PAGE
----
Dental Dentures: Partial | Cosmetic Dentistry
In the case of a Kennedy Class II Mod. I, correct planning results in dental rests which form a support-triangle. Occlusal forces on the entirely tooth-supported saddle create no problems. However, the free-end saddle acts as a lever. When the saddle is depressed, the denture rotates around an axis formed by connecting the two most distal support points, or rests, one on each side of the arch. Lifting forces occur perpendicularly on the opposite side of the axis of rotation. The law of leverage applies here: Load x Load arm = Effort x Effort arm (L • I = K • k) (Fig. 28).
This lever effect of the free-end saddle must be very carefully controlled. Upon detailed observation the desirability of keeping the product K* k larger than L*l becomes apparent. Since K and L are to a certain extent fixed, one must attempt to keep k large and I small.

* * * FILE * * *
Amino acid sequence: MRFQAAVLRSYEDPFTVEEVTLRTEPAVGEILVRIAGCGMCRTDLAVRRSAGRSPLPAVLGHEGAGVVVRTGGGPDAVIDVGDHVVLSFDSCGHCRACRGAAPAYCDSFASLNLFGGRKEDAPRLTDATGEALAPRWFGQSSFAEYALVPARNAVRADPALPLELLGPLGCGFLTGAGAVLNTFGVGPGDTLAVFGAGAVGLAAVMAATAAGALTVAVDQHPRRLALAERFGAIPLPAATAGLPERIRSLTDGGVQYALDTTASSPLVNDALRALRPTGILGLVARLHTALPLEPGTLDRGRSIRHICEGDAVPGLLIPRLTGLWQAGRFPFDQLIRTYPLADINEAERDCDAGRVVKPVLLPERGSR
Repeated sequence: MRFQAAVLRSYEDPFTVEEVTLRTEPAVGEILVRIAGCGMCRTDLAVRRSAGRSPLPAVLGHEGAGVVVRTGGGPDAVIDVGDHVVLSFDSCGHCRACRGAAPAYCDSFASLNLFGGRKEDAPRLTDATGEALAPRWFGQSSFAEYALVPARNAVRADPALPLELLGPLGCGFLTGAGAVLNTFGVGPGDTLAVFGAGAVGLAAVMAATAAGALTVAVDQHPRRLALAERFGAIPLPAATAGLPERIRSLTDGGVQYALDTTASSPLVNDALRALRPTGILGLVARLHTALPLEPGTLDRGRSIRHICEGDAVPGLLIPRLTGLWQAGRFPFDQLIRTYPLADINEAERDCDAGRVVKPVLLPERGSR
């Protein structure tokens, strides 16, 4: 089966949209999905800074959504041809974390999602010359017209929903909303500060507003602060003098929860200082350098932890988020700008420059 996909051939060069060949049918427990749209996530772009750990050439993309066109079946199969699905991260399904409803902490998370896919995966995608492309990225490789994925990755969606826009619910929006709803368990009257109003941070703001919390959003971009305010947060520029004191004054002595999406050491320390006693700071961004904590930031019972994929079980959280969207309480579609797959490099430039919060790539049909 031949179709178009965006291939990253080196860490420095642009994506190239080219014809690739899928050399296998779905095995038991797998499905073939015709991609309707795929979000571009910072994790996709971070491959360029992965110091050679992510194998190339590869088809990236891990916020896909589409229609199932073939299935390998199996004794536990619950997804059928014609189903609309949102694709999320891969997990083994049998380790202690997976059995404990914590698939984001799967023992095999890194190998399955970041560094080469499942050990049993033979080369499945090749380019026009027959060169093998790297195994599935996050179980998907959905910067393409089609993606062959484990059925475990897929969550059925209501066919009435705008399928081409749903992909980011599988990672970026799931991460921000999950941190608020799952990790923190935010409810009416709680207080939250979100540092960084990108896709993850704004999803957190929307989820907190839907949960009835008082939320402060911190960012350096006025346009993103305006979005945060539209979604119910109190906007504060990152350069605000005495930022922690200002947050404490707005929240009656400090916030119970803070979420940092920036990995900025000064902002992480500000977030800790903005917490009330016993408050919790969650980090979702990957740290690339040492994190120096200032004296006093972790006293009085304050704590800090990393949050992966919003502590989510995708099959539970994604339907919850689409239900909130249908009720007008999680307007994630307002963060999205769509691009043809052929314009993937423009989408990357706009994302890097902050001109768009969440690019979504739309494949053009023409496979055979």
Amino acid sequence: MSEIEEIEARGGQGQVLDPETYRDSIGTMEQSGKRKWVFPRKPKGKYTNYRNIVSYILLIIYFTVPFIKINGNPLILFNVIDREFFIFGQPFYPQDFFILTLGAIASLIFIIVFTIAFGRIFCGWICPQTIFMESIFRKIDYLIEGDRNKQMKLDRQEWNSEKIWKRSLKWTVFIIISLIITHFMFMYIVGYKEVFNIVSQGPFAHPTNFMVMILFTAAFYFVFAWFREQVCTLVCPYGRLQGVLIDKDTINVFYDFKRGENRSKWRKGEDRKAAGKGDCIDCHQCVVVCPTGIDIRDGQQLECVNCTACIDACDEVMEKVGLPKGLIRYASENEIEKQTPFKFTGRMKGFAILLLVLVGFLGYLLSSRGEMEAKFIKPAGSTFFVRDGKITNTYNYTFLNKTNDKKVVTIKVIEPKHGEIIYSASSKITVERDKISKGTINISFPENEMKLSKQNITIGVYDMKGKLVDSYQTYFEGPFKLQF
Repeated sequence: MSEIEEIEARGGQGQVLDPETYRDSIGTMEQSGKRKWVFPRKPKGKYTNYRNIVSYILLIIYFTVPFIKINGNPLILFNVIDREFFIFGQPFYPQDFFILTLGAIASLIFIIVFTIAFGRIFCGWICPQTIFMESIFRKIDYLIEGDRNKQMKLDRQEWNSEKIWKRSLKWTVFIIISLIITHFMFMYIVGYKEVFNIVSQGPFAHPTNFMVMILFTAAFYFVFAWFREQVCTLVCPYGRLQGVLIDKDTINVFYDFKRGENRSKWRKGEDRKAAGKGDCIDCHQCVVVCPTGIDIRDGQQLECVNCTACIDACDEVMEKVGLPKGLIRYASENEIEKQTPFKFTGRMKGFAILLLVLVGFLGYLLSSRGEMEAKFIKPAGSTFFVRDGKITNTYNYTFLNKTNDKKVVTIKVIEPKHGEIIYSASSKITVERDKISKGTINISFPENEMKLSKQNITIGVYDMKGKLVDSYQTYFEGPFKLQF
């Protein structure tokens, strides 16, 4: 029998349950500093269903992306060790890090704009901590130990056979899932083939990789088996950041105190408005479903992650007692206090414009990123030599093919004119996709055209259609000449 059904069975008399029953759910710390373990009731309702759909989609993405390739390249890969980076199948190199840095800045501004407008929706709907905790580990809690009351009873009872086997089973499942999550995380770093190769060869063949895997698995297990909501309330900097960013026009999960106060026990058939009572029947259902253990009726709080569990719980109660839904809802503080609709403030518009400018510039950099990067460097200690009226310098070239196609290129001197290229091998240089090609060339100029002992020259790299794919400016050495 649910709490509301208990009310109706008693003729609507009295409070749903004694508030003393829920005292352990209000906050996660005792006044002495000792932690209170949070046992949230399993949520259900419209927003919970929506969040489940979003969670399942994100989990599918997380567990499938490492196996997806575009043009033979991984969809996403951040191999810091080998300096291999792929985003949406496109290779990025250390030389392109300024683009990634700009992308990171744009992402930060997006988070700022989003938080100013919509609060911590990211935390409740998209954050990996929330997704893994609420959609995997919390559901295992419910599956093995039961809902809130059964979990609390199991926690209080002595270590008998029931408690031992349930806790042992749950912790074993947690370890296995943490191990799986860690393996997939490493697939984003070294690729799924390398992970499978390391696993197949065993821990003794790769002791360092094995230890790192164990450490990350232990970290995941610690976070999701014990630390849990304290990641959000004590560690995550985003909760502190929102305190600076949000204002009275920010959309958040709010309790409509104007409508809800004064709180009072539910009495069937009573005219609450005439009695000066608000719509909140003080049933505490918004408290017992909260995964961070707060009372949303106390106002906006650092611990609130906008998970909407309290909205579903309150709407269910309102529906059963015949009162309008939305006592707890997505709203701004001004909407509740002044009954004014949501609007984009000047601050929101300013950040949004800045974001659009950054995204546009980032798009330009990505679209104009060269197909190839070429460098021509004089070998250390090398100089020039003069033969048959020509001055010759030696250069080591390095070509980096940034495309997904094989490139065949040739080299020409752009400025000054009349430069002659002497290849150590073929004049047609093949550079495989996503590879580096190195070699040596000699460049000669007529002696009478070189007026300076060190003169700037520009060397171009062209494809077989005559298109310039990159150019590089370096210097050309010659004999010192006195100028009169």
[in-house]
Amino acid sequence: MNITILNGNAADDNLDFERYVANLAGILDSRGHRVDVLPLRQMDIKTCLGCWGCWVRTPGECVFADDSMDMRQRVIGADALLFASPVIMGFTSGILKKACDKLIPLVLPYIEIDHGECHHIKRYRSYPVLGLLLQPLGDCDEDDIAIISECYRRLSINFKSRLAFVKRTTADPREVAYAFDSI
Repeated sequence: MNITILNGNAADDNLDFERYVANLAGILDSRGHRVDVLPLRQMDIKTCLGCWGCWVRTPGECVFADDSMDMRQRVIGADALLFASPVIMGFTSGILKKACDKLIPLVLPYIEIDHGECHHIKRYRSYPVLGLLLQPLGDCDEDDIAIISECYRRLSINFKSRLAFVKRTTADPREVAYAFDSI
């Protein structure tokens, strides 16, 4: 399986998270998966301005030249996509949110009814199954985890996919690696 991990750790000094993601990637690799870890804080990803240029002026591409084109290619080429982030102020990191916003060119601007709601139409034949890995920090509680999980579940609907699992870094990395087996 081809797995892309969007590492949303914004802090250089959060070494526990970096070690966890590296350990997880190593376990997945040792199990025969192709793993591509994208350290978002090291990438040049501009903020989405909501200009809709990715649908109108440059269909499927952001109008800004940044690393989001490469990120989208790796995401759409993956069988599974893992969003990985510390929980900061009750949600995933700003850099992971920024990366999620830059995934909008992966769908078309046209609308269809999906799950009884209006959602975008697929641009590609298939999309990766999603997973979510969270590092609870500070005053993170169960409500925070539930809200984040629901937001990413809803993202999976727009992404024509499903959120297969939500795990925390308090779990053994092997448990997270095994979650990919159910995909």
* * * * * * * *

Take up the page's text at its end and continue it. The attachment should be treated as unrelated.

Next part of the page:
If the distal abutment on the entirely tooth- supported side is designed only to support a mesial rest, a portion of the effort arm is sacrificed. The addition of a distal rest is virtually obligatory. On the side with the posterior edentulous space, in addition to the mesial rest required to prevent tipping, the terminal tooth should also be equipped with a distal rest. In this manner, the statics can be greatly improved (Fig. 29).
After analyzing all the possible difficulties we might encounter with a unilateral free-end saddle, it is no wonder that many consider doing without a denture and attempting to solve the case in another manner altogether. With the situation illustrated in Fig. 29, it is quite practical for one to consider closing the space on the tooth-supported side with a bridge from 24-27 and leaving the side with the posterior edentulous space untreated. Naturally, this is only possible if the case in point has met certain necessary criteria.
The criteria are: function, esthetics, muscular- joint diseases, antagonists (Fig. 30).
Incoming search terms for the article:
- unilateral free end saddle
- upper kennedy class IV denture
- removable partial denture design for free end saddle
- problems with free end saddle
- Class II Mod I Removable partial denture
- design a denture with unilateral free end saddle
- unilateral free saddle
- Class 3 unilateral RPD design
- unilateral abutment Removable partial denture
- three-point support
Tags: Denture Support